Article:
MRO Magazine

The strange Hollow Ball Phenomenon

By BY CARROLL MCCORMICK    

Machinery and Equipment Maintenance

Problem: Your pump has failed. You disassemble it and lo and behold, you find broken, hollow bearing balls amongst the wreckage.

Problem: Your pump has failed. You disassemble it and lo and behold, you find broken, hollow bearing balls amongst the wreckage.

Solution: Don’t chew out your supplier for selling you faulty bearings. You are looking at something that occasionally happens when a pump, typically a process pump operating at high RPM, fails, according to Jennifer Moritz, training manager, SKF Canada.

“This is not a quality control problem. Bearing steel has oxygen inclusions. For some unrelated reason, the bearing begins to fail. The temperature gets so high, as high as 350°C, that the oxygen [inside the bearing] expands and the ball diameter increases. The ball material laps on the raceway, the inclusion grows, the ball grows and laps some more, until the wall of the hollow ball becomes so thin that it bursts. Upon inspection, the ball is seen to be hollow,” Moritz explains.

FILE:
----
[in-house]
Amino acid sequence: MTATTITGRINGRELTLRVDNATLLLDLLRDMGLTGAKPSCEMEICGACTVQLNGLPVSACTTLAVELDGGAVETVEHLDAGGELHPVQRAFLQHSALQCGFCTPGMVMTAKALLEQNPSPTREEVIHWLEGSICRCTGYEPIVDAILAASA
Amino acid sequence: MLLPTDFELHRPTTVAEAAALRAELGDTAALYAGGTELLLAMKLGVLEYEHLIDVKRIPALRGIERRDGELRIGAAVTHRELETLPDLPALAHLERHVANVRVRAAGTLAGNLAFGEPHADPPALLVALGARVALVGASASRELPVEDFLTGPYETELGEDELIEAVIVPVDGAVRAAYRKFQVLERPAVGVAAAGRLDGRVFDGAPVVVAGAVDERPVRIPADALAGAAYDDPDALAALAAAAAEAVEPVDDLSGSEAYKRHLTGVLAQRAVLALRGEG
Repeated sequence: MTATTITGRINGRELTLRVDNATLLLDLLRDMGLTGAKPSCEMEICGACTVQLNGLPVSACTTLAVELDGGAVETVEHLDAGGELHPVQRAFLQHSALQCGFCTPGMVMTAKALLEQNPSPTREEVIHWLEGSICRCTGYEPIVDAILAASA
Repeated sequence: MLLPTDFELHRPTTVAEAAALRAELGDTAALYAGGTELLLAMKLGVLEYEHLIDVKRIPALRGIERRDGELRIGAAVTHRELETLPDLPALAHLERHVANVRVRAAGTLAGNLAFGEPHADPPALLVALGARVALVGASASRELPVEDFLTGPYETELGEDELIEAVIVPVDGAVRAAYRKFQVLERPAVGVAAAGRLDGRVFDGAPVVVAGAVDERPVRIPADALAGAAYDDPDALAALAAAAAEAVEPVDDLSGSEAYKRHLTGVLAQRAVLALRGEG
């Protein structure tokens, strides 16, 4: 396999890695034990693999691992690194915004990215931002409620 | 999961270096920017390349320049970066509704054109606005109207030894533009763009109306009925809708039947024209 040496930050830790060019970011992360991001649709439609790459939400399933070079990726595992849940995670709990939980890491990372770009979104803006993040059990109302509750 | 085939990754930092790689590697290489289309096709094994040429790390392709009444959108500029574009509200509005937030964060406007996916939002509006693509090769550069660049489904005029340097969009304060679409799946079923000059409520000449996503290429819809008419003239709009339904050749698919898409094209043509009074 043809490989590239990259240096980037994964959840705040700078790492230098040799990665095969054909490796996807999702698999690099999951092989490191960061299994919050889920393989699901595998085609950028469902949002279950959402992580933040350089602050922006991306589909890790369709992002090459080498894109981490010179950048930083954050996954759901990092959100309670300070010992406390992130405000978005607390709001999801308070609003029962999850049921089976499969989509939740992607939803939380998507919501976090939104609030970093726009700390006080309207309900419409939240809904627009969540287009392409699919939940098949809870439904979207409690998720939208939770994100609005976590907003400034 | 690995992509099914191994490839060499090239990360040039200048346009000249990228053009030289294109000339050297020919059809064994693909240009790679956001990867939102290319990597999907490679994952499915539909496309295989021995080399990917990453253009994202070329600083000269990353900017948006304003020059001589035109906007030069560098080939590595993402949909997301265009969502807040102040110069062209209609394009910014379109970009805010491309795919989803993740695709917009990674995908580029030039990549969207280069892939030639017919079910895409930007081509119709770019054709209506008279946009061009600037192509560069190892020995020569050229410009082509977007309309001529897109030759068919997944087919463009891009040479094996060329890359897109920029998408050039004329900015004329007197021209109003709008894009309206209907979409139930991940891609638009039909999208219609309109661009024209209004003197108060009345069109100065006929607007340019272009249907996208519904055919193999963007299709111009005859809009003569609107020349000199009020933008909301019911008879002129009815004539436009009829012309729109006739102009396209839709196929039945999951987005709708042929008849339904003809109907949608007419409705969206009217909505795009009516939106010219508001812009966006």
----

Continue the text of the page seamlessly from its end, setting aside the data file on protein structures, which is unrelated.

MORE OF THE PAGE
In the absence of manufacturers’ steel specifications that might allow end-users to compare the number of oxygen inclusions and their maximum size, the best bet is to buy from one of the bearing companies that have high requirements for their bearing steel, Moritz advises. “We have really tight control on the allowable number of inclusions and their maximum size.”

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Mr. O thanks Jennifer Moritz of SKF Canada for this tip!


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